With the global economy still mired in uncertainty, reform of trade regulations is crucial.
As 21 world leaders, 20,000 delegates and 2,000 journalists descend upon Honolulu this week for the APEC Leaders Meeting,
I was invited to join the group that filed a lawsuit to stop the rail project.
In early October, the City Council finalized its amendments to Ordinance 11-7, the rule that grants a significant property tax exemption to owners of historic homes.
The state Department of Education is supporting a plan to allow advertising in our public schools to raise money ("DOE backs
plan to allow limited ads on school campuses," Star-Advertiser, Nov.
Honolulu now stands at the eve of hosting the leaders, officials, business executives and media of the 21 Asia-Pacific Economic Cooperation economies. Much of the discussion locally has naturally focused on the impacts and potential benefits that hosting the meetings will bring to our city and state. But why is APEC important on the global level, and what might its future hold?
This week, the eyes of the world will be on Hawaii as the Asia-Pacific Economic Cooperation convenes its 2011 meeting in the Aloha State. Locally there are understandable worries about traffic, security measures and the inconveniences we'll experience. And there are questions about what the long-term beneficial impacts will be for Hawaii.
With APEC approaching, government officials are scurrying to clean up Hawaii's streets and America's image by pushing the homeless out of the sight of foreign diplomats. This expensive practice not only reflects a mentality of blaming the victim, it effectively absolves government from meaningful attempts to address the real problem.
Recently, we recognized Enchanted Lake, Heeia and Hokulani elementary schools for several years of notable improvements in student learning. We also recognized seven outstanding teachers, naming Kailua High's Chad Miller as Hawaii's 2012 Teacher of the Year. Rather than standing as isolated islands of excellence, these schools and teachers are, in fact, at the forefront of much more dramatic change.
For Chinese people, Hawaii not only brings to mind beautiful beaches and coconut palms, but also sparks emotional thoughts about Dr. Sun Yat-sen, father of modern China, who led the 1911 Revolution 100 years ago.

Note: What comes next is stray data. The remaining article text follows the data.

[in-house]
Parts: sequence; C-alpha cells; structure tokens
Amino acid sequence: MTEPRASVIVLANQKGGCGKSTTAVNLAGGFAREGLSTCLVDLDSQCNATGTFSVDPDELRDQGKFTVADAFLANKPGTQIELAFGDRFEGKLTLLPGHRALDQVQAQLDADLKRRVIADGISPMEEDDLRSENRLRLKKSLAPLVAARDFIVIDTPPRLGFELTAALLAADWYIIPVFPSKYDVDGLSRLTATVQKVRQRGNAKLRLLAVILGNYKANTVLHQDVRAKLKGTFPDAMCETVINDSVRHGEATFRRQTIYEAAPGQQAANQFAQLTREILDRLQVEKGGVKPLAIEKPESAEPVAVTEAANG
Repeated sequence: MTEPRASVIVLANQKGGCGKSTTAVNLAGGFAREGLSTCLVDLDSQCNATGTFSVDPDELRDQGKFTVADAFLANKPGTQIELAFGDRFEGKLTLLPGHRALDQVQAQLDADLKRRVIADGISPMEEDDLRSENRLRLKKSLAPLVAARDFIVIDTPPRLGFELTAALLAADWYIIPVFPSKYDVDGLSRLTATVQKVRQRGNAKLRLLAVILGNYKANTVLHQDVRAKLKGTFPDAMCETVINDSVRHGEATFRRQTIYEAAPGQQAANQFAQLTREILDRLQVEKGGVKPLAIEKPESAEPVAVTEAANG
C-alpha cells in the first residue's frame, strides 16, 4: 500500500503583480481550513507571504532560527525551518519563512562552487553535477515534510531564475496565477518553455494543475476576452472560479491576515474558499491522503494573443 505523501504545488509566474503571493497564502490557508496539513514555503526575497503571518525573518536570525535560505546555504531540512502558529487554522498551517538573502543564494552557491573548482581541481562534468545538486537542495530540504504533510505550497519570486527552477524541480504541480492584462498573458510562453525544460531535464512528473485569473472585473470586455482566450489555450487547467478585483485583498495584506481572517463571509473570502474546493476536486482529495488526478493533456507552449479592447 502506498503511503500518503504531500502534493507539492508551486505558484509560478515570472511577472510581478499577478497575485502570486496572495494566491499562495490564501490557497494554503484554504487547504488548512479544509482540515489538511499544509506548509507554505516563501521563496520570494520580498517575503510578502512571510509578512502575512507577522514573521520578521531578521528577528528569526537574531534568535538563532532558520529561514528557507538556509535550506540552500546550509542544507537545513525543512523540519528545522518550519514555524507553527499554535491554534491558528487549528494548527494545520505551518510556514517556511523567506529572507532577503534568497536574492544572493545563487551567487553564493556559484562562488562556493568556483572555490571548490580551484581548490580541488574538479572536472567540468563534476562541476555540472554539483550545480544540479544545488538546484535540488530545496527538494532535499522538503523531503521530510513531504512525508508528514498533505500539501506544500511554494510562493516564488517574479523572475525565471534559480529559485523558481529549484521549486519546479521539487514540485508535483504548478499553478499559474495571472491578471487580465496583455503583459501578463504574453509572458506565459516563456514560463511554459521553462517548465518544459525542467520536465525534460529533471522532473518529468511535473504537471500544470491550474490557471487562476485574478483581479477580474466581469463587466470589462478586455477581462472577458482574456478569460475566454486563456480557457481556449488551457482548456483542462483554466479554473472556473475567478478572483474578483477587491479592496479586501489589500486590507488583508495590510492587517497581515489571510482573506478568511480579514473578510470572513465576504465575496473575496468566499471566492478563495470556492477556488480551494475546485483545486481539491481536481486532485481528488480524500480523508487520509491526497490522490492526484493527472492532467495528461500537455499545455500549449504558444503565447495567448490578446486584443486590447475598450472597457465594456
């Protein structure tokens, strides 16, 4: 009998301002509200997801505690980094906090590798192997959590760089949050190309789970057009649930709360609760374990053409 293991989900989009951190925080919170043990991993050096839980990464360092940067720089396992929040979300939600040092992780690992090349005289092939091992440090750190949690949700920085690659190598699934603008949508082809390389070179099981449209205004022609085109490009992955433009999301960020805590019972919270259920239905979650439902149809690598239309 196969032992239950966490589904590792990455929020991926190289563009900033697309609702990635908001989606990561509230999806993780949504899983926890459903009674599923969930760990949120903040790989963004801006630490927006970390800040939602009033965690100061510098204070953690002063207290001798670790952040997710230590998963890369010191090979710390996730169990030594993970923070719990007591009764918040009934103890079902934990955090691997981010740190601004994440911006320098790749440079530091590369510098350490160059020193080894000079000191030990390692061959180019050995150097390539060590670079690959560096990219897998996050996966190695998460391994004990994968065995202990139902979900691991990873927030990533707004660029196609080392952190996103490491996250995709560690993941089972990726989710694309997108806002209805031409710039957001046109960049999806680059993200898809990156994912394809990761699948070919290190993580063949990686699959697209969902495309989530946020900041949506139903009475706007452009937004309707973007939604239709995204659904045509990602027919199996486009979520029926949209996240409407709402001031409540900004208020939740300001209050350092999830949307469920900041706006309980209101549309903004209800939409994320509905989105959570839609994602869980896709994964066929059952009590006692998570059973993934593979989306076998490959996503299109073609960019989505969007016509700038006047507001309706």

Nearly 3 million men and women have volunteered to serve in our armed forces since the attacks of Sept. 11, 2001. These soldiers, sailors, airmen, Marines and Coast Guardsmen left their families and risked their lives to fight for our freedoms overseas. They should not have to fight for a job when they come home.
The state Board of Education will vote on Aug. 16 on whether to lower social studies requirements for high school students.
Today, July 31, hundreds of sovereign Hawaiians gather at Thomas Square in Honolulu to celebrate Lā Ho‘iho‘i Ea — Sovereignty Restoration Day.
The East-West Center is a Hawaii-based, federally supported institution, long a key part of U.S. outreach to the countries of the Asia and the Pacific and a fixture in Honolulu.
The Honolulu Board of Water Supply is out of control.Over the past several years, BWS has had problems with overpaying management, vague workplace rules and lax fiscal standards.Now BWS seeks a rate increase totaling 70 percent over five years.
Hawaii, like almost all other states, is facing a budget crisis for Medicaid. This is due to the underlying rise in health care costs for everyone, increased enrollment due to the recession, and the fact that Medicaid is the insurer of last resort for the sickest, most expensive segments of our population.
In the last several years, China's leadership has placed high priority on shifting its economy from a "factory model" based on low-cost manufacturing of products designed elsewhere, to one that includes more original Chinese technology and design.
Next week, when the first bells ring in schools across our islands, the movement to improve education in Hawaii will shift to a higher gear. This school year we are raising Hawaii's children to the top of our list of priorities.
All farmers have a right to choose the crop they want to grow and farming method they want to use — whether it's organic, conventional or genetically engineered.
As landowners and business people in Hawaii, we are concerned about a threat to the natural resources we depend upon for all
our lifestyles and livelihood in the middle of the Pacific Ocean.
Gov. Neil Abercrombie had to make a decision: Would he listen to the voices of concerned citizens fighting to keep fish factory farms from fouling Hawaii's pristine waters, or would he side with an industry that has repeatedly shown blatant disregard for the environment and animals by packing fish into pens and ponds so tightly that they have to be dosed with powerful drugs just to keep them alive, spreading disease and pollutants wherever they set up shop?
Realtors in Honolulu are encouraged by the direction of efforts to plan transit-oriented development.
On U.S. and Hawaii constitutional grounds guaranteeing "one man/one vote" equity in representation, I encourage all Hawaii Island residents — and all neighbor islanders — to speak out now against the state Reapportionment Commission decision that robs Hawaii County voters of fair and equitable representation by denying the addition of a fourth senatorial seat for the island.